Since its original issue in 1992, this one has been considered a classic, but I have to admit I just don't get it. With "standards" such as "Performance Standard 11: Instructor generally encourages participation" and "Performance Standard 47: Instructor occasionally guides participants to reach answers themselves," I can't imagine for whom this would be useful. A blank-slate novice trainer would be encouraged toward mediocrity, not excellence, while anyone who's done more than a couple of workshops would've figured all this out—and I would hope improve on these "standards"—themselves. Despite the title, the book seems geared more toward yardstick-wielding training managers seeking items for their employees' performance appraisal plans, and most of the 60 "standards" provided either state the obvious or set the bar too low.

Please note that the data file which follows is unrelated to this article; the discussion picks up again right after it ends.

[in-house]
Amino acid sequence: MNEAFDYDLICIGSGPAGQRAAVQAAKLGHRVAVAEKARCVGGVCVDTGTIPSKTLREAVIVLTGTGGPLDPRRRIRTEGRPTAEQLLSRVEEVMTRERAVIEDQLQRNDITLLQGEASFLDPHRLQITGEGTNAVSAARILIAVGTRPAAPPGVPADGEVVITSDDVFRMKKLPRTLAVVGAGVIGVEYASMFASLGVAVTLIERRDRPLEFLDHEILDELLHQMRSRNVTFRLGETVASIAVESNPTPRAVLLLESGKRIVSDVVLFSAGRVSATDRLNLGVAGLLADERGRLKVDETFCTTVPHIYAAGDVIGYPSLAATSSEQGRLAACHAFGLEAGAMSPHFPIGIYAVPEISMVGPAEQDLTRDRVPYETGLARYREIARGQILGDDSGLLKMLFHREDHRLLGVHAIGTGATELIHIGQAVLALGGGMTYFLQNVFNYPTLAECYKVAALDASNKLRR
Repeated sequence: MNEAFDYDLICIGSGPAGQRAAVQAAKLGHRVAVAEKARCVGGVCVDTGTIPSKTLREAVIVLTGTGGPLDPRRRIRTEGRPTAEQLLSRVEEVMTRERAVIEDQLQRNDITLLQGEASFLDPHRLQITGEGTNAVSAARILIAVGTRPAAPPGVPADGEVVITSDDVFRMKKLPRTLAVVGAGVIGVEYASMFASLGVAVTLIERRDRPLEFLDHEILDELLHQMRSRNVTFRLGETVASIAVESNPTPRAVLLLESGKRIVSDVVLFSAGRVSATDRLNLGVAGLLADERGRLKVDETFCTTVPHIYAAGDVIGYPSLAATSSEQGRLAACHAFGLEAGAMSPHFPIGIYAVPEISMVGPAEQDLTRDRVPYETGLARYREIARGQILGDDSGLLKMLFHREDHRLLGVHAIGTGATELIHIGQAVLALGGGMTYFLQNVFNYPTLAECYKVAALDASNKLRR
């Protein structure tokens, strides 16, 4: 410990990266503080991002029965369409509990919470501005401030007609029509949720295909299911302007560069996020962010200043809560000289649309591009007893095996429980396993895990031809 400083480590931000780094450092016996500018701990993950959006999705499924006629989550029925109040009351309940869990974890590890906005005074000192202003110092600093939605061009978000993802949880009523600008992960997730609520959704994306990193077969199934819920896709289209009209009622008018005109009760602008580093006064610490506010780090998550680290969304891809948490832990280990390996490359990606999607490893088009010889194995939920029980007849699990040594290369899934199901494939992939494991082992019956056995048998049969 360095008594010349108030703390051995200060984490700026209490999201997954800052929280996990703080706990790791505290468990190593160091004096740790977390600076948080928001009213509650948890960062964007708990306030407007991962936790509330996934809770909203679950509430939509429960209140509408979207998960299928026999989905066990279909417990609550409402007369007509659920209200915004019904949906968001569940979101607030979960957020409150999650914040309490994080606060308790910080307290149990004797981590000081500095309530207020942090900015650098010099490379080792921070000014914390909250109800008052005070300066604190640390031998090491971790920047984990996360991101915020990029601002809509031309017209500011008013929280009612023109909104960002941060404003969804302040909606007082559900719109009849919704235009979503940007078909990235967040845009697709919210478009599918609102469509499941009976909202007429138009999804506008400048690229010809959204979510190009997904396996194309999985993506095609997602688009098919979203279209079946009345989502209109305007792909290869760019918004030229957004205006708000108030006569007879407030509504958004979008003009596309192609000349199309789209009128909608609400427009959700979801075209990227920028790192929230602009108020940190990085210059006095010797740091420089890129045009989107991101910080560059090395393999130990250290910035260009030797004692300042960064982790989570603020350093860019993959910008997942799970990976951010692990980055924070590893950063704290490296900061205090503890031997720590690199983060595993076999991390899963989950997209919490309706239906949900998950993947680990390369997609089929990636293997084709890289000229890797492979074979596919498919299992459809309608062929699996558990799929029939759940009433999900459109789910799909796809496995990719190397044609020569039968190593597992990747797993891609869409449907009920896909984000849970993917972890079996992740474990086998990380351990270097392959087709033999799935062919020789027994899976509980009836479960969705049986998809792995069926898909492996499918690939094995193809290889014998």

For a second edition, the book is, oddly, not very well updated. The authors approach training from an old-school, behaviorist stance, ignoring thinking on theories of situated learning and constructivism that were not new even back when the first edition was issued. Too, some comments seem strangely anachronistic: There is discussion, for instance, of the importance of an instructor knowing how to clean...a slide projector? Finally, the authors pronounce the classroom superior and barely acknowledge the existence of alternative delivery methods (it appears they are unaware of the virtual classroom, to which much of their material could have been linked).
Buy Instructor Excellence: Mastering the Delivery of Training (Essential Knowledge Resource).